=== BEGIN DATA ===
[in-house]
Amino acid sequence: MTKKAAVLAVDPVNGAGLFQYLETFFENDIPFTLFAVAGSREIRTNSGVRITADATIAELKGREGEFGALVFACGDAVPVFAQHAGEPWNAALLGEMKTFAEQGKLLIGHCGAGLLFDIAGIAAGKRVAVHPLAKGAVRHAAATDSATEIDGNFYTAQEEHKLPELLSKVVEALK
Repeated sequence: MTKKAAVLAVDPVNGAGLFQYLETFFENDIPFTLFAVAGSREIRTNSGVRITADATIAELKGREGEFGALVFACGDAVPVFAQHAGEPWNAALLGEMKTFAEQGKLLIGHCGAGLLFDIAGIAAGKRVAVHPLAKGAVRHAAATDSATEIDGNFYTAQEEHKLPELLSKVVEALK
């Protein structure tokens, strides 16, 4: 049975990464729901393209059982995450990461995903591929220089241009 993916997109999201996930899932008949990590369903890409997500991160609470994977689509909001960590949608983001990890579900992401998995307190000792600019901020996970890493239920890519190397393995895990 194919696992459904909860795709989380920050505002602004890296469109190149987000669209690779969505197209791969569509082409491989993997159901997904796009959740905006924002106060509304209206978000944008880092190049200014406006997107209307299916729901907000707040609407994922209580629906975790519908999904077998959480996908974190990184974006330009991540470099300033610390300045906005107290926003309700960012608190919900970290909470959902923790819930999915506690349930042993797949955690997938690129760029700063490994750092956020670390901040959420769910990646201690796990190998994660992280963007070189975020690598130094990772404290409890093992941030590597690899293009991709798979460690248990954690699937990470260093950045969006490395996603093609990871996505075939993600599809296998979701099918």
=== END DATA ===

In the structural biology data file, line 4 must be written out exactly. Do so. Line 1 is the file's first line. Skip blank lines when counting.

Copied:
């Protein structure tokens, strides 16, 4: 049975990464729901393209059982995450990461995903591929220089241009 993916997109999201996930899932008949990590369903890409997500991160609470994977689509909001960590949608983001990890579900992401998995307190000792600019901020996970890493239920890519190397393995895990 194919696992459904909860795709989380920050505002602004890296469109190149987000669209690779969505197209791969569509082409491989993997159901997904796009959740905006924002106060509304209206978000944008880092190049200014406006997107209307299916729901907000707040609407994922209580629906975790519908999904077998959480996908974190990184974006330009991540470099300033610390300045906005107290926003309700960012608190919900970290909470959902923790819930999915506690349930042993797949955690997938690129760029700063490994750092956020670390901040959420769910990646201690796990190998994660992280963007070189975020690598130094990772404290409890093992941030590597690899293009991709798979460690248990954690699937990470260093950045969006490395996603093609990871996505075939993600599809296998979701099918």